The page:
The Rains in Africa
There are times – it doesn’t matter where I am, but it’s usually a grocery store. Kuwait. Qatar. Pensacola – they all have this elevator music, music you barely notice, until you find yourself unconsciously belting out “I miss the rains in Africa . . . .”
I love that song. We’ve visited many African countries, and occasionally just before or after the rainy season. When the drops of rain hit the dry earth, there is a scent like no other, an earthy, clean perfume smell.
MIT scientists have worked out the source of that intoxicating scent – tiny bubbles.
Earthy, Post-Rain Smell Explained by MIT Scientists
By Jim Algar, Tech Times | January 18, 11:22 PM
Researchers say they’ve used high-speed photography to show the origin of the familiar earthy, sweet smell that lingers in the air following a rainstorm.
Scientists call that aroma petrichor, and have long ascribed it to chemicals and oils in soil released as aerosols when raindrops hit the ground.
Now researchers at MIT say they’ve created super-slow-motion footage to demonstrate how that “rain smell” moves from the ground into the air.
“It’s a very common phenomenon, and it was intriguing to us that no one had observed this mechanism before,” says professor of mechanical engineering Cullen R. Buie.
“Rain happens every day — it’s raining now, somewhere in the world,” he says.
When a raindrop impacts a porous surface, the researchers found, it traps tiny bubbles of air that then shoot upwards like the bubbles in a glass of champagne, ultimately bursting out of the raindrop in a fizz of aerosols.
Those aerosols contain aromatic elements that can be released by light rainfall and spread by winds, they say.
More aerosols are produced by light or moderate rainfall than during heavy rainfall, which is why the familiar petrichor odor is more commonly apparent after a light shower, they add.
“Heavy rain [has a high] impact speed, which means there’s not enough time to make bubbles inside the droplet,” says postdoctoral researcher Youngsoo Joung.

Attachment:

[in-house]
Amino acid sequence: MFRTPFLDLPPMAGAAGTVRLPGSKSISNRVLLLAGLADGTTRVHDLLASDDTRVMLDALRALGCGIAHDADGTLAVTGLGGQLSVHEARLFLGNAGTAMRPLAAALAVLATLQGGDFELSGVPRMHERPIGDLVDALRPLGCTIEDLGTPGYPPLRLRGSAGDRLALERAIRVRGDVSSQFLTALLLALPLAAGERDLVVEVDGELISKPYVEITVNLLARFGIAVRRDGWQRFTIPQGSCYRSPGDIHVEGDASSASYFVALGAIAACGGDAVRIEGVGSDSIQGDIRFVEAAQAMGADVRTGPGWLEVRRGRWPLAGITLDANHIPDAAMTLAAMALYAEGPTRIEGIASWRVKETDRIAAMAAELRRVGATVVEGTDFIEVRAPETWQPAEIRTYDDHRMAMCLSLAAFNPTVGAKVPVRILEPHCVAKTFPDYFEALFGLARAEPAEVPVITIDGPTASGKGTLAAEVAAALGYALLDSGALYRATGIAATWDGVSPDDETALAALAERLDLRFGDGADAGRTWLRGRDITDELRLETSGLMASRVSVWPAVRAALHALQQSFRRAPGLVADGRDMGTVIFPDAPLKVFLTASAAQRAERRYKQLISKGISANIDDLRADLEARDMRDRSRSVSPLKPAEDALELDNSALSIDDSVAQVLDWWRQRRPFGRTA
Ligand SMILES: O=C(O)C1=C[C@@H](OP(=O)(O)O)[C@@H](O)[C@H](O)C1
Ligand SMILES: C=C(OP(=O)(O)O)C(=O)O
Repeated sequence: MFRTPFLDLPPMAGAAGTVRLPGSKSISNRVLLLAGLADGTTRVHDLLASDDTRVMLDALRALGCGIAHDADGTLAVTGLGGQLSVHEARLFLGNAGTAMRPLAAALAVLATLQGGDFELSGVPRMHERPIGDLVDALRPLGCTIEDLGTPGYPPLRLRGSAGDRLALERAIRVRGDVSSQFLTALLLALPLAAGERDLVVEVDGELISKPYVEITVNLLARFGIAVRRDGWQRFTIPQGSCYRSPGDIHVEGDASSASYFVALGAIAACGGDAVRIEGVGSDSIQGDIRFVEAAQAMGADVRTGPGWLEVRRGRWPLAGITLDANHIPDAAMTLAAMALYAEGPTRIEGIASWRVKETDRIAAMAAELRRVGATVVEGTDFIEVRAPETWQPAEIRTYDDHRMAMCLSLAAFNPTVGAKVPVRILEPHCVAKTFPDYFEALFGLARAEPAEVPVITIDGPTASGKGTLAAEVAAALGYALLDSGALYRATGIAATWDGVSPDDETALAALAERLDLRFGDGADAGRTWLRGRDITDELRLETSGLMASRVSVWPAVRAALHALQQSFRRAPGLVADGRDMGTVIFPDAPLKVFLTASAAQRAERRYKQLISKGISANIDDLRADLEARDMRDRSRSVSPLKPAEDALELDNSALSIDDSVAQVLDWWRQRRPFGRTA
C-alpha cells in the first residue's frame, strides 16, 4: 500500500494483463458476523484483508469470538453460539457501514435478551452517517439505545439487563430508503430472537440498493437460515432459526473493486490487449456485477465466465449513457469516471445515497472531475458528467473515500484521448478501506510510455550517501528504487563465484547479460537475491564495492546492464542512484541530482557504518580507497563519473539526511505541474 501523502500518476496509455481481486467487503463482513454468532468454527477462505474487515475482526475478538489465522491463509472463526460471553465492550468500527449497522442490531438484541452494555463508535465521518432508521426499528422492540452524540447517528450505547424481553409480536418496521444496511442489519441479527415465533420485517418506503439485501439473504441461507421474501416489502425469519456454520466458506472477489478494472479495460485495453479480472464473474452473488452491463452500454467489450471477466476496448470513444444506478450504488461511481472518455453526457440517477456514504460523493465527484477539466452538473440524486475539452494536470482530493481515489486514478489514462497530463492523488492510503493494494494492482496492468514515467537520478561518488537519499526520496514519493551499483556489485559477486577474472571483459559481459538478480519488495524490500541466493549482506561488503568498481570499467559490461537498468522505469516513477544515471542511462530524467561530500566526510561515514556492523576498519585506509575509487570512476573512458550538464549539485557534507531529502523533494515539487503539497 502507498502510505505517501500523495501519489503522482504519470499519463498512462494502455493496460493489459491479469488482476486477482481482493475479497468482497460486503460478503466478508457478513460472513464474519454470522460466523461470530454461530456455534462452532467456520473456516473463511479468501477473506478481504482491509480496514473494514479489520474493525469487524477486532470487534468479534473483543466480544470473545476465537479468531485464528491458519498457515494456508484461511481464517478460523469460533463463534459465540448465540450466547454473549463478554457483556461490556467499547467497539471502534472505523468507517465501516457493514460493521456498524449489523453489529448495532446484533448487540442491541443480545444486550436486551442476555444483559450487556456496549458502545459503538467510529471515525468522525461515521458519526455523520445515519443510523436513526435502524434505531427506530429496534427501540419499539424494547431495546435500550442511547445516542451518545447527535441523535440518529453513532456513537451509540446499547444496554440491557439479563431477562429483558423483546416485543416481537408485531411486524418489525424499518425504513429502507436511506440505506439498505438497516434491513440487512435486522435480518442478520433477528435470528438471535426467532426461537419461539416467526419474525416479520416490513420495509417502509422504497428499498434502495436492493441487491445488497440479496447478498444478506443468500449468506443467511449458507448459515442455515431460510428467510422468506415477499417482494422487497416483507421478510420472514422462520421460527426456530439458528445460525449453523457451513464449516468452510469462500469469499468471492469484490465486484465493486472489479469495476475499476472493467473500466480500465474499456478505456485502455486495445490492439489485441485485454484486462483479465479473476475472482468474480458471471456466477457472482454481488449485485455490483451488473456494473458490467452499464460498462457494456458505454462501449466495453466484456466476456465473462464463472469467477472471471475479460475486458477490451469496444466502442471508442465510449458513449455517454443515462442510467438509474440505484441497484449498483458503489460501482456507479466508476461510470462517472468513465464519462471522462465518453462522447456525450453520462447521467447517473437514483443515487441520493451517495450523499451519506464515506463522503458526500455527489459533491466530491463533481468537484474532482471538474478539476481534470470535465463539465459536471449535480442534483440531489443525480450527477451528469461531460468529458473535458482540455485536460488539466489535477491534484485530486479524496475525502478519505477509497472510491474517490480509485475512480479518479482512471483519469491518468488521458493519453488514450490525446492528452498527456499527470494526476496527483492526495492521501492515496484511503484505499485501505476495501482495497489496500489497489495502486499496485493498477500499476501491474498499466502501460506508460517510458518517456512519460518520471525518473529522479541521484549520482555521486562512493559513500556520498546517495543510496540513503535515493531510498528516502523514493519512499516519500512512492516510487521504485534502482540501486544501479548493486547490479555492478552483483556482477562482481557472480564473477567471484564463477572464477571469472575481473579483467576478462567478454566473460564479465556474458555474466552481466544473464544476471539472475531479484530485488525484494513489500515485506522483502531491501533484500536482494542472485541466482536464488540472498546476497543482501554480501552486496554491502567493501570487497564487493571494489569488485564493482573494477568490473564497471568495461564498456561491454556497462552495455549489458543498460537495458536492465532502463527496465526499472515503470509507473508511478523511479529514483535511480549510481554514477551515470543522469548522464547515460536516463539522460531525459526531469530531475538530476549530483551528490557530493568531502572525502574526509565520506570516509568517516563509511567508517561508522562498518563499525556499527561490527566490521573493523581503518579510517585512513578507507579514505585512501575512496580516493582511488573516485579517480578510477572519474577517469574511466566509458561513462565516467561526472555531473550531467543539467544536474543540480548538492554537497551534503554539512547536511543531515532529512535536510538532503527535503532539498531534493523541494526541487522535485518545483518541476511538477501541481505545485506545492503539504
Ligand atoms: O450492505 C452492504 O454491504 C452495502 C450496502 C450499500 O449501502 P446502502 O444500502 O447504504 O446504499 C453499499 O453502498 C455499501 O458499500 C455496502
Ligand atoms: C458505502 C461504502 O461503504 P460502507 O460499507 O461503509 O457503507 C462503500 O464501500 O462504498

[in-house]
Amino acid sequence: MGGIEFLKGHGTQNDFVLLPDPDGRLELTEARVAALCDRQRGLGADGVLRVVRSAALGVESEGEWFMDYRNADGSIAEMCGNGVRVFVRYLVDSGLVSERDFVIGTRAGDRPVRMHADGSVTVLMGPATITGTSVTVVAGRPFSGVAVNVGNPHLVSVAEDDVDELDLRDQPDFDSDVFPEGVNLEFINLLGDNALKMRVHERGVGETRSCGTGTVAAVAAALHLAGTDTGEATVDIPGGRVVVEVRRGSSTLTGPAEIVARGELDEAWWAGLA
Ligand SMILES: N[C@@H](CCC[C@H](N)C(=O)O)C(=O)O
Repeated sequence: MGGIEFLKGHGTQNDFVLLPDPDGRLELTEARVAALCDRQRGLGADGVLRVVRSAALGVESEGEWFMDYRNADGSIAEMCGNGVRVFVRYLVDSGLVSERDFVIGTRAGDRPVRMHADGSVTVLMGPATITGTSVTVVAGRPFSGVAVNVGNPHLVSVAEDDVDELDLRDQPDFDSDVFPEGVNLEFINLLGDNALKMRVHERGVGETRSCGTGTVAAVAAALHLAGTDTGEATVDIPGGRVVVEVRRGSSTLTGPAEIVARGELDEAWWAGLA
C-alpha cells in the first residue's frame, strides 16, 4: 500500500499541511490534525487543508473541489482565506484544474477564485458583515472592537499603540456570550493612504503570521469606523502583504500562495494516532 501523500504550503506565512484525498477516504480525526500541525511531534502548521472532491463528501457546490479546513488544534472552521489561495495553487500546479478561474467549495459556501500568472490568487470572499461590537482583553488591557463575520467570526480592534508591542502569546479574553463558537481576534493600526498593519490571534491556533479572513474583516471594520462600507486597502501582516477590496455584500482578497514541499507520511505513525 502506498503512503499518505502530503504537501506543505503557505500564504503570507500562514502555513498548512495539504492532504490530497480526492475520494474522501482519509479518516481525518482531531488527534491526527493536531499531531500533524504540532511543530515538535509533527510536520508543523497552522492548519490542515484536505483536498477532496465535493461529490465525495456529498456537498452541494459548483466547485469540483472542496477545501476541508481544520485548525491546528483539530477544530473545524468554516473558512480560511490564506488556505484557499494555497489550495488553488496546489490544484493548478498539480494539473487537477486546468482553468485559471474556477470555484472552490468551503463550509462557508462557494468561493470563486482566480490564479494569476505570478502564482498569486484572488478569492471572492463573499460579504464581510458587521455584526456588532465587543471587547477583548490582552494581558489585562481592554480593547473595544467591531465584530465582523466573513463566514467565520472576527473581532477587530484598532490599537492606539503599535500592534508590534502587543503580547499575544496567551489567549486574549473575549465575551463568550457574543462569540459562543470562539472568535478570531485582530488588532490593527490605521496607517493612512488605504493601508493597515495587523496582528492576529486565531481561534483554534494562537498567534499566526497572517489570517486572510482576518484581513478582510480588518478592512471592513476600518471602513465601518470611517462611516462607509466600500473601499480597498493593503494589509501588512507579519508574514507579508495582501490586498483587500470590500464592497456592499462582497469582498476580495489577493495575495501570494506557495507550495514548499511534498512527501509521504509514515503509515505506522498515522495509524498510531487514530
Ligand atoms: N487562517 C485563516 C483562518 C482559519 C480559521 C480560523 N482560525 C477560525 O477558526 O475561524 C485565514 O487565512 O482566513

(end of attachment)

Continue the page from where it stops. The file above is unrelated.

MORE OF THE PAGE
The scientists filmed raindrops falling on a variety of surfaces, including 16 kinds of soil and 12 engineered materials.
Identifying a mechanism for raindrop-induced generation of aerosols may help to explain how some kinds of soil-based diseases are spread, Joung says.
“Until now, people didn’t know that aerosols could be generated from raindrops on soil,” he says. “This finding should be a good reference for future work, illuminating microbes and chemicals existing inside soil and other natural materials, and how they can be delivered in the environment, and possibly to humans.”
The MIT scientists are conducting further experiments with surfaces containing soil bacteria and pathogens, including E. coli, to see if rainfall and its aerosol-generating mechanism can spread them.
“Aerosols in the air certainly could be resulting from this phenomenon,” Buie says. “Maybe it’s not rain, but just a sprinkler system that could lead to dispersal of contaminants in the soil, for perhaps a wider area than you’d normally expect.”
The results of the MIT study have been published in the journal Nature Communications.